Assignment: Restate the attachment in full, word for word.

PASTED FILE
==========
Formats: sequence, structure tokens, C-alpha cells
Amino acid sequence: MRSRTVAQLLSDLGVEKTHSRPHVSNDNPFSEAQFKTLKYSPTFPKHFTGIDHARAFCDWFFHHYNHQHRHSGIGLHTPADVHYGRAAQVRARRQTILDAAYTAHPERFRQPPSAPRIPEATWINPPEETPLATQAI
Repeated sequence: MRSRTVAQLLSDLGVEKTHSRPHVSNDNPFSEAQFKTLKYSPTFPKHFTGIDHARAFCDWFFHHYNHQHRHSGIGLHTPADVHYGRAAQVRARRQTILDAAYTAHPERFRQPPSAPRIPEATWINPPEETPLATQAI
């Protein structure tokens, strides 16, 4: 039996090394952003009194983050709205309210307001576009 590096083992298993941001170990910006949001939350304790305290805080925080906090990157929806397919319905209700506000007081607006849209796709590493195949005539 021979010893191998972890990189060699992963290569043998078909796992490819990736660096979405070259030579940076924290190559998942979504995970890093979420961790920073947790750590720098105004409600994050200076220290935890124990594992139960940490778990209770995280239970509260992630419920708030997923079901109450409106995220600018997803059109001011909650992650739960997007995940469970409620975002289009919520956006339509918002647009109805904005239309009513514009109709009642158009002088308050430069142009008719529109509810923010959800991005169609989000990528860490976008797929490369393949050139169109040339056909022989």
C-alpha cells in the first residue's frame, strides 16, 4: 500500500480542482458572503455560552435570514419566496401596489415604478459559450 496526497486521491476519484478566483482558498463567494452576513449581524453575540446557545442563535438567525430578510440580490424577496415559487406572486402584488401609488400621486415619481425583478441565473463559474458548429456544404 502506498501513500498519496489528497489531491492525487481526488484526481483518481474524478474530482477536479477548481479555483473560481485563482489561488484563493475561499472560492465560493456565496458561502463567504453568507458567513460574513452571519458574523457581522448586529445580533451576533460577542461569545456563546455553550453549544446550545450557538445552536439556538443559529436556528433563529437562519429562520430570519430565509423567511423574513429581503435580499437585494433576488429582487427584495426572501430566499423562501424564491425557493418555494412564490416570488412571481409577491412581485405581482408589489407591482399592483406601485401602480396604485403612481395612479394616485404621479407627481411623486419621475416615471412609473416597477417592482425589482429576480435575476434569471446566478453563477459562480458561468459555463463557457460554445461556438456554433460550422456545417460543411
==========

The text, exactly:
Formats: sequence, structure tokens, C-alpha cells
Amino acid sequence: MRSRTVAQLLSDLGVEKTHSRPHVSNDNPFSEAQFKTLKYSPTFPKHFTGIDHARAFCDWFFHHYNHQHRHSGIGLHTPADVHYGRAAQVRARRQTILDAAYTAHPERFRQPPSAPRIPEATWINPPEETPLATQAI
Repeated sequence: MRSRTVAQLLSDLGVEKTHSRPHVSNDNPFSEAQFKTLKYSPTFPKHFTGIDHARAFCDWFFHHYNHQHRHSGIGLHTPADVHYGRAAQVRARRQTILDAAYTAHPERFRQPPSAPRIPEATWINPPEETPLATQAI
């Protein structure tokens, strides 16, 4: 039996090394952003009194983050709205309210307001576009 590096083992298993941001170990910006949001939350304790305290805080925080906090990157929806397919319905209700506000007081607006849209796709590493195949005539 021979010893191998972890990189060699992963290569043998078909796992490819990736660096979405070259030579940076924290190559998942979504995970890093979420961790920073947790750590720098105004409600994050200076220290935890124990594992139960940490778990209770995280239970509260992630419920708030997923079901109450409106995220600018997803059109001011909650992650739960997007995940469970409620975002289009919520956006339509918002647009109805904005239309009513514009109709009642158009002088308050430069142009008719529109509810923010959800991005169609989000990528860490976008797929490369393949050139169109040339056909022989």
C-alpha cells in the first residue's frame, strides 16, 4: 500500500480542482458572503455560552435570514419566496401596489415604478459559450 496526497486521491476519484478566483482558498463567494452576513449581524453575540446557545442563535438567525430578510440580490424577496415559487406572486402584488401609488400621486415619481425583478441565473463559474458548429456544404 502506498501513500498519496489528497489531491492525487481526488484526481483518481474524478474530482477536479477548481479555483473560481485563482489561488484563493475561499472560492465560493456565496458561502463567504453568507458567513460574513452571519458574523457581522448586529445580533451576533460577542461569545456563546455553550453549544446550545450557538445552536439556538443559529436556528433563529437562519429562520430570519430565509423567511423574513429581503435580499437585494433576488429582487427584495426572501430566499423562501424564491425557493418555494412564490416570488412571481409577491412581485405581482408589489407591482399592483406601485401602480396604485403612481395612479394616485404621479407627481411623486419621475416615471412609473416597477417592482425589482429576480435575476434569471446566478453563477459562480458561468459555463463557457460554445461556438456554433460550422456545417460543411